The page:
Mar 2, 2022 - World

UAE abstained from UN Security Council vote due to U.S. response to Houthi attacks

Mohamed Abushahab, the permanent representative of the UAE to the UN, speaks during the UN Security Council meeting on Feb. 28. Photo: Tayfun Coskun/Anadolu Agency via Getty Images

The UAE's decision to abstain last week from a U.S.-led resolution to condemn Russia's invasion of Ukraine at the UN Security Council was largely due to frustrations over the U.S. response to an attack on Abu Dhabi six weeks earlier, three Emirati, U.S. and Israeli sources tell me.

The big picture: The UAE on Wednesday voted at the UN General Assembly to condemn the invasion, but tensions remain between the U.S. and UAE, who cooperate closely on security, intelligence and trade issues.

Flashback: Three people were killed and six wounded in an unprecedented missile and drone attack on Abu Dhabi by Yemen's Houthi rebels on Jan. 17.

  • The Biden administration quickly condemned the attack as an act of terrorism, sent a squadron of F-22 fighter jets and the USS Cole to Abu Dhabi, and helped to intercept at least one of the subsequent attacks.
  • But the U.S. has not accepted the UAE's request to redesignate the Houthis as terrorists. Aid groups say that move would make it harder for them to operate in Yemen.

Behind the scenes: While the Biden administration saw its response as quick and robust, the Emiratis had bigger expectations and felt abandoned, the three sources say.

  • When CENTCOM commander Gen. Frank McKenzie visited Abu Dhabi on Feb. 7, Crown Prince Mohammed Bin Zayed (MBZ) refused to meet with him. That snub was intended to signal disappointment with the fact that it took McKenzie 22 days since the attack to visit, according to a U.S. source with direct knowledge.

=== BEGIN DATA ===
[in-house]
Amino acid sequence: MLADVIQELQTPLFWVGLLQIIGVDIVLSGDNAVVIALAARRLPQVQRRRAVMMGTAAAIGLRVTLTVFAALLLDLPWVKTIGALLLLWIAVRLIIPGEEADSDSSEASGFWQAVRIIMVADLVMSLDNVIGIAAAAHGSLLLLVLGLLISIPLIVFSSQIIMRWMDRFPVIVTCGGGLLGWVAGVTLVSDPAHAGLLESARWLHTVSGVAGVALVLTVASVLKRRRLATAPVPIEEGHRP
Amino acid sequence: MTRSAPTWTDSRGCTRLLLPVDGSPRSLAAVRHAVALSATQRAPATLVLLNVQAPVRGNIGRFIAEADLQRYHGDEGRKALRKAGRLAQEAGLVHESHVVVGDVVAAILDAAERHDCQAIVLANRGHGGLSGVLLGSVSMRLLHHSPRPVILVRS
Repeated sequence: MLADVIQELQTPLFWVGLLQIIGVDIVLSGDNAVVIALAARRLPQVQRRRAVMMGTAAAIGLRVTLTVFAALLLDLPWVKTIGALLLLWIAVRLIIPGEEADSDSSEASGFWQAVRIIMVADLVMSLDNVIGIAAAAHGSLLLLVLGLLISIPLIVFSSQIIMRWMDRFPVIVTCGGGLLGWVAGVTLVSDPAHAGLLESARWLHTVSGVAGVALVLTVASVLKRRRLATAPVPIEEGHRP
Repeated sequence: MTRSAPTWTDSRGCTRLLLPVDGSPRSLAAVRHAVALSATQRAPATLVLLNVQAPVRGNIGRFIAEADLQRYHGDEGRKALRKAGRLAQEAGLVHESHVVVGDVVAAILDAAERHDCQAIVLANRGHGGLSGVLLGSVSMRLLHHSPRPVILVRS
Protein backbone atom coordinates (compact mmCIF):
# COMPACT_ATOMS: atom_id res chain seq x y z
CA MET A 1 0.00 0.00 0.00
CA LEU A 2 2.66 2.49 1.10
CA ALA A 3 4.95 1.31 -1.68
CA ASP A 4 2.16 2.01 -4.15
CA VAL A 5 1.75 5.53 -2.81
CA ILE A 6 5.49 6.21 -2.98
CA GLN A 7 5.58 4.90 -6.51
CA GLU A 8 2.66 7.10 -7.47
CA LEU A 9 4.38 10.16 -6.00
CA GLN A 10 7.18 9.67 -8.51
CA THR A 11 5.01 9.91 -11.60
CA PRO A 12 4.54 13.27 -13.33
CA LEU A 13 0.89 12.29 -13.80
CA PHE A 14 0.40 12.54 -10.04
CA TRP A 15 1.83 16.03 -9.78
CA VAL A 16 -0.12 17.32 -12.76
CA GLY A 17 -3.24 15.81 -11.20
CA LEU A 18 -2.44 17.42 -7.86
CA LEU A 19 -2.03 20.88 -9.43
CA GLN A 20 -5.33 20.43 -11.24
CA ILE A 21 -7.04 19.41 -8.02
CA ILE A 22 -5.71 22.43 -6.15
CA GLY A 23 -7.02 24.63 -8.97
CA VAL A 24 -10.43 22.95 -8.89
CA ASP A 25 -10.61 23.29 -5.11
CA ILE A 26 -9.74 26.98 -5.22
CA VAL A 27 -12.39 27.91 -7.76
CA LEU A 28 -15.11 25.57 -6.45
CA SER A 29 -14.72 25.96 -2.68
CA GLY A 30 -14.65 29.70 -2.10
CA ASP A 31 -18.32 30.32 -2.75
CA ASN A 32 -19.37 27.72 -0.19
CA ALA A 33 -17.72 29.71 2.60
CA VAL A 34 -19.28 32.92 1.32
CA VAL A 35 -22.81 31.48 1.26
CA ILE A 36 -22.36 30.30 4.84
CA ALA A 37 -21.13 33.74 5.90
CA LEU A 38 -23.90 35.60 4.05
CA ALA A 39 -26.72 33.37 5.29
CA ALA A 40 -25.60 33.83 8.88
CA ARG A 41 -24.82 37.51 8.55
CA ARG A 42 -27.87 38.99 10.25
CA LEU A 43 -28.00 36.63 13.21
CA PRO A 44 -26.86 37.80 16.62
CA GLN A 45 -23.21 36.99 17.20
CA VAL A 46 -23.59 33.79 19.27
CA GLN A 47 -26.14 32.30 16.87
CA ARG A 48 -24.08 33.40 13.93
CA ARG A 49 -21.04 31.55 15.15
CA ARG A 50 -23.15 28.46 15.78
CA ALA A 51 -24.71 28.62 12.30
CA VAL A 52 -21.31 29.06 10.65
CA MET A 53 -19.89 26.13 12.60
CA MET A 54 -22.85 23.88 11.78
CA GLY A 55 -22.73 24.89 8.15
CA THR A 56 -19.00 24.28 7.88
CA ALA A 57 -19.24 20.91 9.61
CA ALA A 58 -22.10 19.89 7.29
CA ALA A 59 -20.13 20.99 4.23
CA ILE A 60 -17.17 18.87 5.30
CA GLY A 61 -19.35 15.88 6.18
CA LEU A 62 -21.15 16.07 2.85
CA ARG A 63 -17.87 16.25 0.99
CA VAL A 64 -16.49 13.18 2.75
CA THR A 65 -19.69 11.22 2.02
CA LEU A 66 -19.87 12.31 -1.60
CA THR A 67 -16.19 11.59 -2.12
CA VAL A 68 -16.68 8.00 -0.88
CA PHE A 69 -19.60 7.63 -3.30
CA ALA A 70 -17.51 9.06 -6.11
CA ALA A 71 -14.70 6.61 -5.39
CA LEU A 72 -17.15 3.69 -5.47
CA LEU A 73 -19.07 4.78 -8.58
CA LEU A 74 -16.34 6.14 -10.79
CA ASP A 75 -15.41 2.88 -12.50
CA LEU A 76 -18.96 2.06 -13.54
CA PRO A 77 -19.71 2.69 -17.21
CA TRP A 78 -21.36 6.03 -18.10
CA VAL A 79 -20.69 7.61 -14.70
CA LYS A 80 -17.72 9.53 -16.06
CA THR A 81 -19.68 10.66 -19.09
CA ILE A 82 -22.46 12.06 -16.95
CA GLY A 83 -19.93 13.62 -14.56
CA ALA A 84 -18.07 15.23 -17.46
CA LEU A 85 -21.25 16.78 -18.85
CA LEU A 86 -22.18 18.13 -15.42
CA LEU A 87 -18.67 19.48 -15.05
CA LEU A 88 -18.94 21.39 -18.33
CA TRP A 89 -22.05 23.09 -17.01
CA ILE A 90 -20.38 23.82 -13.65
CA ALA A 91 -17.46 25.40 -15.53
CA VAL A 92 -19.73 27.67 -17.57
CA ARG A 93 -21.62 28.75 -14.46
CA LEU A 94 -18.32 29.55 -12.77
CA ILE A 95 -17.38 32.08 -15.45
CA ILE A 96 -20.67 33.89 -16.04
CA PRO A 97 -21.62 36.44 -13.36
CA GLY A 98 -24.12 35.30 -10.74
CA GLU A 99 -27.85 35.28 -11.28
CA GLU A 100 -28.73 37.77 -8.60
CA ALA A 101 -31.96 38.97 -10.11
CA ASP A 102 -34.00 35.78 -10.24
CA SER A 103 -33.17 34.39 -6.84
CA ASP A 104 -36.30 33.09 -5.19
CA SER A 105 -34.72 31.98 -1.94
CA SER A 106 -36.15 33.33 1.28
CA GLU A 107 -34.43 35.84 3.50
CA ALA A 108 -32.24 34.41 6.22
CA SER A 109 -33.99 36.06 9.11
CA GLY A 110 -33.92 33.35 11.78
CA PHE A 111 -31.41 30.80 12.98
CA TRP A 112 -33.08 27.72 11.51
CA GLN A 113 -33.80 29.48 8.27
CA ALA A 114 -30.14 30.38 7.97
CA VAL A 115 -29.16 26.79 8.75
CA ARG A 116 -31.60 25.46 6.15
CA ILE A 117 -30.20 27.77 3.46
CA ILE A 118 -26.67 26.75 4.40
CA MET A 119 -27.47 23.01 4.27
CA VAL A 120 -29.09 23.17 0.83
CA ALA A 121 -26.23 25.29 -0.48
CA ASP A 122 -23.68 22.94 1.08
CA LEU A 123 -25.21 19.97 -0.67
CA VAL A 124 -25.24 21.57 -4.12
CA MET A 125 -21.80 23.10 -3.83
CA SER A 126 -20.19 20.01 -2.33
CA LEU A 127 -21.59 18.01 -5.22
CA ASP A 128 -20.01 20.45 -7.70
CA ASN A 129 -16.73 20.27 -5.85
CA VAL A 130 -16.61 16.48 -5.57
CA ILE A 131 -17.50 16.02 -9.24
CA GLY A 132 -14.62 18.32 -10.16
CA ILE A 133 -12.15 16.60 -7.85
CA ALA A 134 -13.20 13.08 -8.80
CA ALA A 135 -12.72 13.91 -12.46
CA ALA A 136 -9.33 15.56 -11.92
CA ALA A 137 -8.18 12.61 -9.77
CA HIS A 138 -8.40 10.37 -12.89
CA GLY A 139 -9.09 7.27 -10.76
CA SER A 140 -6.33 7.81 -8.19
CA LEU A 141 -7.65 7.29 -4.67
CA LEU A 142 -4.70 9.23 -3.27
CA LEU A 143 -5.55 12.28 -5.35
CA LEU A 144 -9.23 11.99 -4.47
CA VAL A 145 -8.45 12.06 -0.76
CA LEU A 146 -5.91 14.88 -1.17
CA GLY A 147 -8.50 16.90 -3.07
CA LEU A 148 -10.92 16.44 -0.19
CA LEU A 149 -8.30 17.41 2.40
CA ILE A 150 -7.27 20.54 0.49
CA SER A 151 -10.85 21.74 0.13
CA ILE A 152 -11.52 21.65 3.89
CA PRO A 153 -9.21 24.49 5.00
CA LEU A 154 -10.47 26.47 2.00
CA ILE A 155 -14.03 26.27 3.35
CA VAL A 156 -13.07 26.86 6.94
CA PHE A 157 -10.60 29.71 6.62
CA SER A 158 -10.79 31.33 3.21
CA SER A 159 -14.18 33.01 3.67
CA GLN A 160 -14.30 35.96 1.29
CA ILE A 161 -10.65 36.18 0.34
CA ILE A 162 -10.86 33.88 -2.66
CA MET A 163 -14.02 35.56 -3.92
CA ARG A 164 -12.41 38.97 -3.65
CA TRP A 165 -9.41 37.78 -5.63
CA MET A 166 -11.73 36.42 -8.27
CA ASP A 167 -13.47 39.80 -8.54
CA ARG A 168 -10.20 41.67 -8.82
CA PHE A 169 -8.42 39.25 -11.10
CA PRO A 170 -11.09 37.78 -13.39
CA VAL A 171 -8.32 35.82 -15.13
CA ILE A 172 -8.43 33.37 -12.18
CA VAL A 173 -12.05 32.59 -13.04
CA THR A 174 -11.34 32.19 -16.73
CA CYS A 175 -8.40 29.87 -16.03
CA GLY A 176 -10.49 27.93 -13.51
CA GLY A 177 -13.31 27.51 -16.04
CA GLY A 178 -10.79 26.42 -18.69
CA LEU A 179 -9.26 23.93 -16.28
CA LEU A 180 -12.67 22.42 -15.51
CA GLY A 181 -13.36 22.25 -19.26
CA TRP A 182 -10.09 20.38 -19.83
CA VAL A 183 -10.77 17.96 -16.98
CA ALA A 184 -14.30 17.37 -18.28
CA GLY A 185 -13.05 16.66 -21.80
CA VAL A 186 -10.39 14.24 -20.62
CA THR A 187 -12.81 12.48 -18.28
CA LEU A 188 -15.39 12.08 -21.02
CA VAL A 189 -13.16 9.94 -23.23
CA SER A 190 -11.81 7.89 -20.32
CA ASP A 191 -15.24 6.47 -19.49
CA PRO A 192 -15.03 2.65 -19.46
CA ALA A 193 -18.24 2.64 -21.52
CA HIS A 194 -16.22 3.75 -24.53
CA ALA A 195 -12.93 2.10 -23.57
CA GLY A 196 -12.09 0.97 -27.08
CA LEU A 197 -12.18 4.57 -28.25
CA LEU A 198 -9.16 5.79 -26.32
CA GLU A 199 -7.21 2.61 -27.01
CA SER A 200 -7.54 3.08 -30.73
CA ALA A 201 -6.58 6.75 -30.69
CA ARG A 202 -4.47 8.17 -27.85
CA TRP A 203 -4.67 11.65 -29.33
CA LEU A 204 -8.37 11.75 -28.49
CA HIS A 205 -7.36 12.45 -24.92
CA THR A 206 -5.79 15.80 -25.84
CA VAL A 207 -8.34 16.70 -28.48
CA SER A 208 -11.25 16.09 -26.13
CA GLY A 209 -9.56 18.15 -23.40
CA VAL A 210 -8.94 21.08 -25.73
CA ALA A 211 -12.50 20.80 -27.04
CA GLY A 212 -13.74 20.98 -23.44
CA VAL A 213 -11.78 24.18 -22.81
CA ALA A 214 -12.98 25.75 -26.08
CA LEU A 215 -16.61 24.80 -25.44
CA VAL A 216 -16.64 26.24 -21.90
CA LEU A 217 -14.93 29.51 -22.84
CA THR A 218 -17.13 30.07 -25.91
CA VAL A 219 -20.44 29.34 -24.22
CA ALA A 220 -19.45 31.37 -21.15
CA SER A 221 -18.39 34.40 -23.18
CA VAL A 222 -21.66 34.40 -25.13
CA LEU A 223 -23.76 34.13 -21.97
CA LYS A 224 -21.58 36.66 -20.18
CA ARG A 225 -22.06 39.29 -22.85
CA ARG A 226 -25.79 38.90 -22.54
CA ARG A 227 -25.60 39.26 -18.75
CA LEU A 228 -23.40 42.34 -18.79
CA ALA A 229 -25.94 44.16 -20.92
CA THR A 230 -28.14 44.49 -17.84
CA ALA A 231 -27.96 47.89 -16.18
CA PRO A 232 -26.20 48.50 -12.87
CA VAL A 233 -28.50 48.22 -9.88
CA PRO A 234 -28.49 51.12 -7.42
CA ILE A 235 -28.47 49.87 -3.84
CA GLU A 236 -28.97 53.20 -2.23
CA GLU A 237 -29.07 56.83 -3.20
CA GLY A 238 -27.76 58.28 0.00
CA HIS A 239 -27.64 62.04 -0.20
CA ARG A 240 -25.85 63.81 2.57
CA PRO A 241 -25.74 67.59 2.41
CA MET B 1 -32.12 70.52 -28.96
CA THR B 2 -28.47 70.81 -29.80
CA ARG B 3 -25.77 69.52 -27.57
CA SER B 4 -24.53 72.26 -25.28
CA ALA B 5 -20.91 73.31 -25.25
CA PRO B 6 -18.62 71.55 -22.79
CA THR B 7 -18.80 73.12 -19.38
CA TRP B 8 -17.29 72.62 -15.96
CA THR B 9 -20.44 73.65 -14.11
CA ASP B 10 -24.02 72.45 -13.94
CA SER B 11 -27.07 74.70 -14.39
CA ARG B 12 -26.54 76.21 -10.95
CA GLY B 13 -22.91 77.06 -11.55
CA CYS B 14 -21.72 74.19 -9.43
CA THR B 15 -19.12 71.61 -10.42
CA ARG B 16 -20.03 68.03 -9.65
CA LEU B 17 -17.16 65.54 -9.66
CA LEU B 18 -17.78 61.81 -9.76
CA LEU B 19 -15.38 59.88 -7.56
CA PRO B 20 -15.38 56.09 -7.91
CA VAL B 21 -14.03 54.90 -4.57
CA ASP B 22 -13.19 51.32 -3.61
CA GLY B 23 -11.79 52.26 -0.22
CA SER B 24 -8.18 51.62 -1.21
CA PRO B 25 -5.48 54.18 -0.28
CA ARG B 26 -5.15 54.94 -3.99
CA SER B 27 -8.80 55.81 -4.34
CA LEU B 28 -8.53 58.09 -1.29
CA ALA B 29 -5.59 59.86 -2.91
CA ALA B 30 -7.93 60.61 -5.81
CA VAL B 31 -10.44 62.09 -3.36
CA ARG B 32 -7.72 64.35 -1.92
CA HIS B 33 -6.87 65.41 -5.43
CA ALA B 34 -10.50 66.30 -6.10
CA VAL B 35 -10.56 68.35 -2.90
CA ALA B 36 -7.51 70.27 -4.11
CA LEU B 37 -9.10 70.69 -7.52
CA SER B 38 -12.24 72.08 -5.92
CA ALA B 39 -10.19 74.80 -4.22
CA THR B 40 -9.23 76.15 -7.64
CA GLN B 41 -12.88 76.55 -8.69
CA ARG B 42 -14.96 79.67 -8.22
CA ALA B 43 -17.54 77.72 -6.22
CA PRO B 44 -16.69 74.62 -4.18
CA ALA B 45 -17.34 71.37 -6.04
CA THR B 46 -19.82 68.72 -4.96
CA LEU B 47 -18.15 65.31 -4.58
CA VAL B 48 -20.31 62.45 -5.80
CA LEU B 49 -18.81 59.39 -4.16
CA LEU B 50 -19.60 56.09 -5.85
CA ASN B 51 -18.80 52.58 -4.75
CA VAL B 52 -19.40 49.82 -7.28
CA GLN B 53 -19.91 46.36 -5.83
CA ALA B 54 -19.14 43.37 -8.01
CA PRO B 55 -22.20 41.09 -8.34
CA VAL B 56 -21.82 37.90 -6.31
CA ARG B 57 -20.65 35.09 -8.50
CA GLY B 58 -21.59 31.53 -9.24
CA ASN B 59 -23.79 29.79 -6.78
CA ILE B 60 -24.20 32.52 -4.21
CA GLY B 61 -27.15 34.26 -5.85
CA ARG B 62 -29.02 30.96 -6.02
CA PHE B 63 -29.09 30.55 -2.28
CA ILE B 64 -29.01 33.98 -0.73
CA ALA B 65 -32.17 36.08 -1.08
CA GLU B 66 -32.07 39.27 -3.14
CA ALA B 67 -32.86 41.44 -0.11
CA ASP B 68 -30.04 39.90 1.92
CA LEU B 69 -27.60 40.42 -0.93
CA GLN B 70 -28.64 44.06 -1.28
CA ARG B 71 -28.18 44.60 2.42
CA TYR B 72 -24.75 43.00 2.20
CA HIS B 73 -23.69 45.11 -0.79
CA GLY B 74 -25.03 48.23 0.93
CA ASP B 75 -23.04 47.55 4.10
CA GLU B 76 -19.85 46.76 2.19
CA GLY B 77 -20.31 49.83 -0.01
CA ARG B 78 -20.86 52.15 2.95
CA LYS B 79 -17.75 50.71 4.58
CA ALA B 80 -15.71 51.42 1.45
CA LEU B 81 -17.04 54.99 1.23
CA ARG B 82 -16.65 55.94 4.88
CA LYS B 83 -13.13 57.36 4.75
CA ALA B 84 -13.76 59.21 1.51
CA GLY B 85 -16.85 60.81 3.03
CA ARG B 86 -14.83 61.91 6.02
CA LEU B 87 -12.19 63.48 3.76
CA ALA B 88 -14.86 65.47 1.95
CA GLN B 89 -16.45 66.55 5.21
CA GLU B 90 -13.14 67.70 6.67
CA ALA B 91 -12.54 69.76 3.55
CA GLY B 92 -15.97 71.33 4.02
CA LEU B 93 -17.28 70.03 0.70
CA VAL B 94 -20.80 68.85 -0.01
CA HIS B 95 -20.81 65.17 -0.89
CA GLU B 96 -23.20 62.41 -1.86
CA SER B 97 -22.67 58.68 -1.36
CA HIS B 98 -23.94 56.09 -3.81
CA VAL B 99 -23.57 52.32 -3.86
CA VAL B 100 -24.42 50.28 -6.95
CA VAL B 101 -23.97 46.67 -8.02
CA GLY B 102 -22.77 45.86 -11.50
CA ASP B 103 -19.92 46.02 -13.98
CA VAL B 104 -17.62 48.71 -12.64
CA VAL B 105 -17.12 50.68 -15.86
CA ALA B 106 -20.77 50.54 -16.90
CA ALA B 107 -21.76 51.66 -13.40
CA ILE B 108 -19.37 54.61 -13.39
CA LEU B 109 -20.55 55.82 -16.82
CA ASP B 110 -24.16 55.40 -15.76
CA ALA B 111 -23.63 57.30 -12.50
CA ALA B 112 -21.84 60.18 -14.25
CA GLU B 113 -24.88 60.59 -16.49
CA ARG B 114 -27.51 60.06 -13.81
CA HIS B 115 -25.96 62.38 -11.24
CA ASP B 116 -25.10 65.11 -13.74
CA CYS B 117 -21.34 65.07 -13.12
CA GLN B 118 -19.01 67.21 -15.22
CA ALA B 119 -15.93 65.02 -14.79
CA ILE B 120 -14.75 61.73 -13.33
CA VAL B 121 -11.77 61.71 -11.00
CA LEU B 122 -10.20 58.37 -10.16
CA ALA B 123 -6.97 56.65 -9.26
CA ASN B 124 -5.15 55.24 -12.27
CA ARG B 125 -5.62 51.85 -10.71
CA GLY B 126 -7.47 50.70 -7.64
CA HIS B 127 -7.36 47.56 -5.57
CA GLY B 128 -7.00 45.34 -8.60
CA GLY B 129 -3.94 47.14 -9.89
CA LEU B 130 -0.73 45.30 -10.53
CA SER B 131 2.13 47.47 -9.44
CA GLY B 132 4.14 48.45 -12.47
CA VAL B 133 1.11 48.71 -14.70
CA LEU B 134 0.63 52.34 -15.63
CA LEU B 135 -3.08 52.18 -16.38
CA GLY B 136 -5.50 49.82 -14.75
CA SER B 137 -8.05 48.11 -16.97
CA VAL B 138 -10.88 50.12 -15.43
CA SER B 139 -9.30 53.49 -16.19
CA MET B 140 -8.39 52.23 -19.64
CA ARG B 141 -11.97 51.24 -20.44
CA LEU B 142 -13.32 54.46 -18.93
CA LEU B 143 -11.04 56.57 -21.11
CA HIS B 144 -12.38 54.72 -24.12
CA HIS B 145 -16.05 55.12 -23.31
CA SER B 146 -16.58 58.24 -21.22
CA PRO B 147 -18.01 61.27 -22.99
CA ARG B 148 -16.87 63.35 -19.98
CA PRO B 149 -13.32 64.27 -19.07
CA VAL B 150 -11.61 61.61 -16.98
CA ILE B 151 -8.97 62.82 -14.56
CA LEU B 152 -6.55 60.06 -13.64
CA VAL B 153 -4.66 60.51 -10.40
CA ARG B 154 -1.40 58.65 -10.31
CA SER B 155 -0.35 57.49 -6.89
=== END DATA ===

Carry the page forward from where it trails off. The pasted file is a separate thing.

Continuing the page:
• A senior Biden administration official said McKenzie couldn’t visit sooner because he was overseeing and advising the president on the operation that killed ISIS leader Abu Ibrahim al-Hashimi al-Qurayshi. The official says U.S. officials had been in contact with their UAE counterparts several times per day after the attack.
  • MBZ did agree to see White House Middle East coordinator Brett McGurk a week later in Abu Dhabi, but used the meeting to air his frustration at the U.S. The senior U.S. official said the meeting was nonetheless "constructive" in terms of future cooperation over Yemen.

But when Russia invaded Ukraine, the Emiratis felt the U.S. response — including the push for sanctions and Security Council resolutions at the UN — was much stronger and faster than when they were attacked, the three sources say.

  • The U.S. lobbied UN Security Council members hard on the resolution condemning Russia, but when it came up for a vote on Friday, the Emiratis abstained.
  • That was intended as a signal of frustration with the U.S., all three sources say, and it deeply disappointed the U.S. side.

State of play: The frustrations are still alive on both sides.

  • The Emiratis want more access to U.S. intelligence and targeting capabilities to prevent further attacks in Yemen.
  • U.S. officials say they acted fast even with their resources stretched and the Emiratis want capabilities that don't exist, like pinpoint intelligence for targeting in Yemen.

What they're saying: Another senior Biden administration official said it was not clear whether the Emirati vote at the Security Council was completely tied to their grievances about U.S. policy on the Houthis.

  • The official stressed the issue of redesignating the Houthis is still being discussed. “In any case. there will be more steps to address the issue of the Houthi threat not only symbolically," the official said.
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